If you want to go fast and have high quality, communication has to be instant, and you need to automate everything. Structure the organisation to make this possible, learn to use the tools to do the automation. There's a lot going on about DevOps and Continuous Delivery. Great buzzwords, and actually great concepts. But not … Continue reading DevOps and Continuous Delivery
I wrote a while back about set-based design, and just recently about a way to frame scaling Agile as a mostly technical consideration. In this post I want to continue with those themes, combining them in a model for scaled agile for production and research. Scale In the previous post, we found that we can … Continue reading Scaling Agile with Set-Based Design
Last Friday I gave a talk at the Dare 2013 conference in Antwerp. The talk was about the experiences I and my colleague Ciarán ÓNeíll have had in a recent project, in which we found that sometimes a very directive, Just Do It approach will actually be the best way to get people in an … Continue reading The ‘Just Do It’ Approach To Change Management
organizations which design systems ... are constrained to produce designs which are copies of the communication structures of these organizations. -- Melvin Conway We often run into examples of Conway's Law in organizations where silo-ed departments prompt architectural choices that are not supportive of good software design. The multi-functional nature of Agile teams is one way to … Continue reading Conway’s Organizational Structure Heuristic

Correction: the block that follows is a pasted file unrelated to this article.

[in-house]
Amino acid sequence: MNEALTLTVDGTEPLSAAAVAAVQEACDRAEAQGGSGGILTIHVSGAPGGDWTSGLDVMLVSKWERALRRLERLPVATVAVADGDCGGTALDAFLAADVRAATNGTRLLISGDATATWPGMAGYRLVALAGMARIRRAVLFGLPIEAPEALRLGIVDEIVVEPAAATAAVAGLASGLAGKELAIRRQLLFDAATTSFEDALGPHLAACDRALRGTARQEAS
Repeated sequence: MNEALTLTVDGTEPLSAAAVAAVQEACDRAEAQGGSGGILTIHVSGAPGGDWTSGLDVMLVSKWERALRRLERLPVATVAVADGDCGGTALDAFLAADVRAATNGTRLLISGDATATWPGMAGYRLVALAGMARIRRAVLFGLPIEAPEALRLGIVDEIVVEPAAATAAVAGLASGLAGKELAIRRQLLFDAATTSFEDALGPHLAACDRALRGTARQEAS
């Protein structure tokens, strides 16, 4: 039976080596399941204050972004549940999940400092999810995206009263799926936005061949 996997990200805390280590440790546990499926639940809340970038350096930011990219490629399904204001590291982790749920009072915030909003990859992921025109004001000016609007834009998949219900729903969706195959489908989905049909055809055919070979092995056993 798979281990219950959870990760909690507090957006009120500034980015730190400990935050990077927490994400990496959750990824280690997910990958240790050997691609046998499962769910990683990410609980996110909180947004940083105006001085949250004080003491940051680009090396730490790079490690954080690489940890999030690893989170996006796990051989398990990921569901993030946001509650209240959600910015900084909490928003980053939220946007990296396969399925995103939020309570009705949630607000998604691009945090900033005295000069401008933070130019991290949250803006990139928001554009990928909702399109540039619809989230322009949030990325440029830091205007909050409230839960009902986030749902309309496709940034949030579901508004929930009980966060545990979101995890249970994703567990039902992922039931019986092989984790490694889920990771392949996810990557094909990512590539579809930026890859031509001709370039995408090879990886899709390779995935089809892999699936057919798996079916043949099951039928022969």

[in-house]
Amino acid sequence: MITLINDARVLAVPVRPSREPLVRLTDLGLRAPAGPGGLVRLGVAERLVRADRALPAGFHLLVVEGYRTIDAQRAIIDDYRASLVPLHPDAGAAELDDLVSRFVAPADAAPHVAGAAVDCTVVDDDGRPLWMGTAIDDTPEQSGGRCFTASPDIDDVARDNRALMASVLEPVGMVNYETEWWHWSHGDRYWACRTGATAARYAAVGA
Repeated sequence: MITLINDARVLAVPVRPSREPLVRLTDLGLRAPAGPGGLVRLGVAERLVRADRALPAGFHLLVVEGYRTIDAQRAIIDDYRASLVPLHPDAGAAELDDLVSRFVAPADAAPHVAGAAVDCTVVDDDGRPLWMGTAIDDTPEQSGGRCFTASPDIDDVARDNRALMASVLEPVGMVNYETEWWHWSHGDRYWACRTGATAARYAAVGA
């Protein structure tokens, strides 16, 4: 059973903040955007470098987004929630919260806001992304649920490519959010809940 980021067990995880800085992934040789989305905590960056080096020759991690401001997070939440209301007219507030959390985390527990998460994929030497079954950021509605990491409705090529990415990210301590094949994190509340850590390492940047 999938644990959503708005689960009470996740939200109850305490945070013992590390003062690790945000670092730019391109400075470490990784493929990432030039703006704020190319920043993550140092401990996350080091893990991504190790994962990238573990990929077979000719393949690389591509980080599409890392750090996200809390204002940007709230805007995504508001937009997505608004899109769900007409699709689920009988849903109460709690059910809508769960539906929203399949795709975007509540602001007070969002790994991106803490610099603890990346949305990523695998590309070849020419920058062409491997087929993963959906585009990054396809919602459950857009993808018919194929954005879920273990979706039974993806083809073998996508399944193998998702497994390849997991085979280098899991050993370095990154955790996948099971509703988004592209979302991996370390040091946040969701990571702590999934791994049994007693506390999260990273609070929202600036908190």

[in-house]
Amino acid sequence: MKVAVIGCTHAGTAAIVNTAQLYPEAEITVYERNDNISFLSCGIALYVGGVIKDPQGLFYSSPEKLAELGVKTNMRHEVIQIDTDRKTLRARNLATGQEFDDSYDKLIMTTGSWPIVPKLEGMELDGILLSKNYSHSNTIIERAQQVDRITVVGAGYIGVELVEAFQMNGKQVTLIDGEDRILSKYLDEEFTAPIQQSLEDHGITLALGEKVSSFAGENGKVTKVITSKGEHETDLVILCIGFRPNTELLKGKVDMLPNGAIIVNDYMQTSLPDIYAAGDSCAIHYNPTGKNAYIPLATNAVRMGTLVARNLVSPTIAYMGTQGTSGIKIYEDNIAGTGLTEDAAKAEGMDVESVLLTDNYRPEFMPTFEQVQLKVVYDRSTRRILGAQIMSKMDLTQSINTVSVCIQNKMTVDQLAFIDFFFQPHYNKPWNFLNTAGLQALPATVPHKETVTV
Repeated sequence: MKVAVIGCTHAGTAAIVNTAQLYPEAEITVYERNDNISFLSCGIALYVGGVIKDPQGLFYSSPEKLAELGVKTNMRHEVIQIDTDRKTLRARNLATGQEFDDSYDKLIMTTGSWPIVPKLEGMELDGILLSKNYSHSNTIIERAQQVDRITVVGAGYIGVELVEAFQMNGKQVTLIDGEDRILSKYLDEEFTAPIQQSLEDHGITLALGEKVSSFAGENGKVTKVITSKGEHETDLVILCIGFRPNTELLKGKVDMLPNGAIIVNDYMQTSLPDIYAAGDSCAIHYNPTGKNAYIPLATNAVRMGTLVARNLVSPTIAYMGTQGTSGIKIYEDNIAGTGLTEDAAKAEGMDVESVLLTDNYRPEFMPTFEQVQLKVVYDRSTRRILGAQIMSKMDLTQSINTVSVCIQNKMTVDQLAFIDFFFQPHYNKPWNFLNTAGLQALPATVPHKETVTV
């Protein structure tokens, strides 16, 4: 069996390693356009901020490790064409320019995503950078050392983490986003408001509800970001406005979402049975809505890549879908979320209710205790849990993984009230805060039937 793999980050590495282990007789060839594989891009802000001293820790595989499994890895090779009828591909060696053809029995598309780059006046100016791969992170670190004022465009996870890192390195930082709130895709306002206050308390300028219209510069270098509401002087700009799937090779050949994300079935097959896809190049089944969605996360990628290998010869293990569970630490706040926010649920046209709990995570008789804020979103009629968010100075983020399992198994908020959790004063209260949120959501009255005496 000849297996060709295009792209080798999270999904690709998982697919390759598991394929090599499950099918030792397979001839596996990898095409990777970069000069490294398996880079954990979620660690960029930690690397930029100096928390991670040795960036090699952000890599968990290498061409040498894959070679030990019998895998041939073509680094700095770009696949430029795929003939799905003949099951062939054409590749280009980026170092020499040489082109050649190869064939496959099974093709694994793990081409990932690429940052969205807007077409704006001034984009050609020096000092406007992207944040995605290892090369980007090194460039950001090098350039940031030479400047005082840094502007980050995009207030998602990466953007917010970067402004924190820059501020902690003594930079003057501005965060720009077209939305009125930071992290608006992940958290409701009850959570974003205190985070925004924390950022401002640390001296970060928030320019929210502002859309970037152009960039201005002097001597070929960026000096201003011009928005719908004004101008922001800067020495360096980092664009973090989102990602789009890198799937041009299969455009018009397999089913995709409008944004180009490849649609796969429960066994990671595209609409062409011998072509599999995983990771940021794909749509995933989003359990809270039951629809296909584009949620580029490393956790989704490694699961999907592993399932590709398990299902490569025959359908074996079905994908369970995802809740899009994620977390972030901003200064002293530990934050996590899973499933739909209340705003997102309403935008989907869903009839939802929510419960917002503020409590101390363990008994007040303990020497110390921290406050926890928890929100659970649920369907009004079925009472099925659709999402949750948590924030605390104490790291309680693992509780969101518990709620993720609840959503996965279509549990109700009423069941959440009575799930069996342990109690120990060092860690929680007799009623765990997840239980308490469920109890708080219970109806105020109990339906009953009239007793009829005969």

There's a lot of discussion in the Agile community on the matter of scaling agile. Should we all adopt Dean Leffingwell's Scaled Agile Framework? Do the Spotify tribe/squad thing? Or just roll our own? Or is Ron Jeffries' intuition right, and do the terms scaling and agile simply not mix? Ron's stance seems to be … Continue reading Scaling Agile?
Change processes are difficult to do. Most of them fail to have the intended results. The reasons for that can be many, of course. There is one, though, that is of particular interest to me today. “It is difficult to get a man to understand something, when his salary depends on his not understanding it.” … Continue reading Show me the money!
One of the concepts that came from XP is the Spike. Especially in teams new to agile, there can be confusion on what a Spike is, and how to deal with them. The best definition of a Spike I've found is this one: "Spike" is an Extreme Programming term meaning "experiment". We use the word … Continue reading Spikes, they’re sharp
Estimation is a sensitive subject in Agile. Should we estimate? Do we avoid estimation in days or other time-based units? If we use relative estimation like story points, do we standardize across teams? What do we use estimation for? Are we explicit enough in emphasizing the distinction between estimations and commitments? How do we prevent … Continue reading Not Estimating At Scale
Any good Agile initiative aims to get better at delivering business value. One might say that ultimately, that is what it's all about. So when we were well on our way to getting the nitty gritty details of software development under control, we knew we needed to get the business closer in the loop. We … Continue reading Business Value vs. Politics
Last year at the Lean and Kanban Benelux conference I attended a session by Michael Kennedy: Set-Based Decision Making: Taming System Complexity. Watch that video, where he explains the way that Toyota uses set-based design to be innovative without risk to the schedules of their new product development projects. I thought that was a very interesting … Continue reading Set-based design in software